We cannot live by bread alone
An American psychologist, Abraham Maslow (1908-1970), in his 1943 paper ``A Theory of Human Motivation,” described what he called the hierarchy of needs.
The basic human needs for food, shelter, clothing and sex are at the bottom of a pyramid that’s made up of layers of human needs.
The next layer is safety needs such as financial security, natural safety (no wars or natural disasters) and security of health and well-being.
The third layer is the need to belong. Deficiencies in this need due to neglect, abandonment, or ostracism can impact an individual’s ability to have a normal relationship.
The fourth layer is the need for esteem, the need for self-respect and the need to be respected by others. The fifth layer, at the top of everything else, is the need for self-actualization, the need to fulfill one’s potential.
For most of us, the basic physical needs have to be met before our mind has room enough to look to fulfill the others. However, fortunately for the human race, it is not always so.
In his memoir ``A Moveable Feast,” written in the 1950s and published after his death, Ernest Hemingway (1899-1961) recalls his life in the 20s in Paris beginning his writer’s life as a poor man. When Hemingway relocated to Paris he had a secure job working for the Toronto Star as a journalist.
But he wanted to become a writer. He followed his heart and forewent the security of a salary to devote full time to writing. The highest need for a human being ― the need for self-actualization ― was so strong in him that the possibility of an empty stomach didn’t deter him.
In the book Hemingway describes how he would work very hard during the morning hours and then reward himself with a bit of an outing to let off steam. However he was too poor to go to a restaurant. He would walk around endlessly in the Luxembourg Garden to avoid having to look at tempting eateries.
He was aware of being hungry but was at the same time satisfied with the day’s work done unhindered by a full-time paying job. He sensed a heightened sharpness in his thinking with an empty stomach and comforted himself with that.
Hemingway’s choice is a good example of the scriptural adage that one cannot live by bread alone. And yet how many of us can be so courageous as to risk everything to follow our needs and actually chase after our dream and potential?
Hemingway’s first novel written during those hungry days, ``The Sun Also Rises,” was published in 1926 to great praise by critics. The New York Times reviewer commented, ``No amount of analysis can convey the quality of this book. It is a truly gripping story, told in a lean, hard, athletic narrative prose that puts more literary English to shame.”
The Nobel Prize for Literature was awarded in 1954 for ``his mastery of the art of narrative, most recently demonstrated in ‘The Old Man and the Sea,’ and for the influence that he has exerted on contemporary style.” He is known for his great gift in language pruning. I am glad his need for self-actualization was met. We all have benefited from it.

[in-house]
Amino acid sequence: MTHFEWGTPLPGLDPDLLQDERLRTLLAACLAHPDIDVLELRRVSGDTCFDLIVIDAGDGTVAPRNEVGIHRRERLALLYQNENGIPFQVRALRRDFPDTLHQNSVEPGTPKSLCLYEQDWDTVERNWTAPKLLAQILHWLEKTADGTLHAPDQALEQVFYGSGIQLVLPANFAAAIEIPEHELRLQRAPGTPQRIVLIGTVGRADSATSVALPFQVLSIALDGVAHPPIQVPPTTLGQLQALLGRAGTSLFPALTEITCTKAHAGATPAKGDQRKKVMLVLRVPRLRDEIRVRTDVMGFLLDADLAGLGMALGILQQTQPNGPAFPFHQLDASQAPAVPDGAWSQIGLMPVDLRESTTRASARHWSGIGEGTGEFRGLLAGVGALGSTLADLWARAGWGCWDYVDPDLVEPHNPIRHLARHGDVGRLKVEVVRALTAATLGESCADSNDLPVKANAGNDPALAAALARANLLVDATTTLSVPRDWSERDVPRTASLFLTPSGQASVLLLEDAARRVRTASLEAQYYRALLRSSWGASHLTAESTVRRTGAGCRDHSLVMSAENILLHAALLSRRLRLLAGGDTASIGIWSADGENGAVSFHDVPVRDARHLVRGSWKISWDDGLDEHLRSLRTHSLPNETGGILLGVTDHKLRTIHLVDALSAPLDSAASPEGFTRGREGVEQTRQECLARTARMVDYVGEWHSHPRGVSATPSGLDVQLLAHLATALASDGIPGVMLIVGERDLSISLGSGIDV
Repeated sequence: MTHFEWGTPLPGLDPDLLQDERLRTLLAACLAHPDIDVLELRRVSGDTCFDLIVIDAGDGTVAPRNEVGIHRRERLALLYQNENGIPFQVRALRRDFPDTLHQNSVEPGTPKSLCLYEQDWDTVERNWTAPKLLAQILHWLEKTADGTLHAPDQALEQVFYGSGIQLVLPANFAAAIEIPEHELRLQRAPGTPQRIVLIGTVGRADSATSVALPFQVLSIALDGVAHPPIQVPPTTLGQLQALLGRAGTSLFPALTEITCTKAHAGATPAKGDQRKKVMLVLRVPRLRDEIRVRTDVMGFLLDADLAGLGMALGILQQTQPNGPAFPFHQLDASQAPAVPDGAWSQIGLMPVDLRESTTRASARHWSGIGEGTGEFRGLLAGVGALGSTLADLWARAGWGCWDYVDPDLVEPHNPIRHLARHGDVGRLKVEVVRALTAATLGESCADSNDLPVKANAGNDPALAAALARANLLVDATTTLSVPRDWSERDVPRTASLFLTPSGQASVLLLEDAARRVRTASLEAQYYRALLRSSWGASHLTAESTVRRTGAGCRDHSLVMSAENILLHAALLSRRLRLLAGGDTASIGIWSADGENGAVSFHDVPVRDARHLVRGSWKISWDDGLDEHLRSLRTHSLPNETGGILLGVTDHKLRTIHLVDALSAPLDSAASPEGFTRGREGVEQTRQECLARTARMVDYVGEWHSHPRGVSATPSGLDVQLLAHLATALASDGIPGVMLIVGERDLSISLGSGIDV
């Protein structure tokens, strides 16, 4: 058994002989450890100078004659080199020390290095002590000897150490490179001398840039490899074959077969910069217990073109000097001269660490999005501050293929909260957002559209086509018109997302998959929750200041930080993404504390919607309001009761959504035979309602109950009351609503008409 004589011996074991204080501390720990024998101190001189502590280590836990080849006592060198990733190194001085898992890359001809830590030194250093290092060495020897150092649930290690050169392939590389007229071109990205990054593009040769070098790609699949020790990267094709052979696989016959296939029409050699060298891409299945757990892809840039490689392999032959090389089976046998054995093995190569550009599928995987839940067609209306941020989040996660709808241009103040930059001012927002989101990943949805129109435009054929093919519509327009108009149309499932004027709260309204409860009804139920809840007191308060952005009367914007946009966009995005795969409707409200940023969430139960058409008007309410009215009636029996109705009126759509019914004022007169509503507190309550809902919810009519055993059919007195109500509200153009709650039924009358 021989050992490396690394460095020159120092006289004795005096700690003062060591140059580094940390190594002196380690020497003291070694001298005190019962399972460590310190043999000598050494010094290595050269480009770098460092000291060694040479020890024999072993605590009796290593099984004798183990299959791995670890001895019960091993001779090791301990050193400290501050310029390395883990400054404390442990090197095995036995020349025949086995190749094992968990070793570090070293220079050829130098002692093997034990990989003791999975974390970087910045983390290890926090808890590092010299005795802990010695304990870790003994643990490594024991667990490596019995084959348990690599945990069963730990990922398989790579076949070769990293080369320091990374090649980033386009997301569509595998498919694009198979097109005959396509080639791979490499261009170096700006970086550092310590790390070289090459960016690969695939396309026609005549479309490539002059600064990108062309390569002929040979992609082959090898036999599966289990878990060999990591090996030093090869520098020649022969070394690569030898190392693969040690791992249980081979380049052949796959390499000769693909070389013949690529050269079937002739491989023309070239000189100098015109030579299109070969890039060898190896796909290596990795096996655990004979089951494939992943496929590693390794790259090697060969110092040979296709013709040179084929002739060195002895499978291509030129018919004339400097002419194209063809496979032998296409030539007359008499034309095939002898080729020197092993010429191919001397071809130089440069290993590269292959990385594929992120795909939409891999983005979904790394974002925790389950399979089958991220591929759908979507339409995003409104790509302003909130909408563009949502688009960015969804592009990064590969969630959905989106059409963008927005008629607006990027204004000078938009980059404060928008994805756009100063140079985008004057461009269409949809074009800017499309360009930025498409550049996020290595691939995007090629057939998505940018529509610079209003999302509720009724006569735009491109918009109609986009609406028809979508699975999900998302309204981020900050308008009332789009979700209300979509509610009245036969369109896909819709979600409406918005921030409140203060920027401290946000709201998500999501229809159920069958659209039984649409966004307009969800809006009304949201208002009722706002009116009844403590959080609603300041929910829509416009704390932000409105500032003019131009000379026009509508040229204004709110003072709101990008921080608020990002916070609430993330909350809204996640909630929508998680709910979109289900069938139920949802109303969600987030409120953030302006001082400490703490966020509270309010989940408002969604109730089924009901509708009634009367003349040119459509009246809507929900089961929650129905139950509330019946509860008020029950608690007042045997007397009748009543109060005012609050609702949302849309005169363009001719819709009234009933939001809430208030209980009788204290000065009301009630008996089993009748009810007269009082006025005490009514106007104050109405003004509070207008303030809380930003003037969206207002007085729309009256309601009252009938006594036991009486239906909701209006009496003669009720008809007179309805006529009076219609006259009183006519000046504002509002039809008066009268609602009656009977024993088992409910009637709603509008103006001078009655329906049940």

Our human history is peopled with many thinkers, artists, scientists, musicians and spiritual people who saw human life beyond the full stomach. They knew bread was not enough. Their life had to have something profound and fulfilling. Aren’t you glad these people showed us their struggle and inspired us to look outside of the box of security and the easy road?
Mahatma Gandhi (1869-1948), the great leader of the independence movement in India, led people by inspiring their need for higher things. He was able to convince the whole population that freedom from the oppressor was something worth fighting for. Even the danger of losing all kinds of security did not discourage their movement once they saw their higher need.
The suffragettes were a brave group of women who woke up to the truth that family security was not enough for their needs. They realized that the meaning of life fulfillment came from higher things. Their full stomachs couldn’t satisfy them. Their fight to obtain the right to vote was very important for their self-esteem and receiving respect from the males who were making rules was vital. They demanded justice and they suffered for it willingly for they could not live by bread alone.
Yes, there are still women in some countries that are prevented from this right to vote and run for office. But as a result of the effort of many over the years, women’s suffrage has been explicitly stated as a right under the Convention on the Elimination of All Forms of Discrimination Against Women, adopted by the United Nations in 1979.
So in this New Year 2012, let’s stop and think. Am I OK with just bread alone? What is missing in my life? What have I always wanted and never actively pursued? Yes, take the time to become faithful to your soul’s longing for higher grounds.
To paraphrase the French philosopher Blaise Pascal (1623-1662) in his book ``Pensees,” I keep asking: Who put me here on this earth? Why am I here? If I am meant to be here by God’s design, what is the right way to live? I have this deep longing to be rightly related to God and the people I come in contact with.
Early on, I recognized that I could not live by bread (or in my case, rice) alone. Are my needs met? I am working on it. I hope you are, too. Happy New Year!
Hyon O'Brien is a former reference librarian now living in the United States. She can be reached at email@example.com.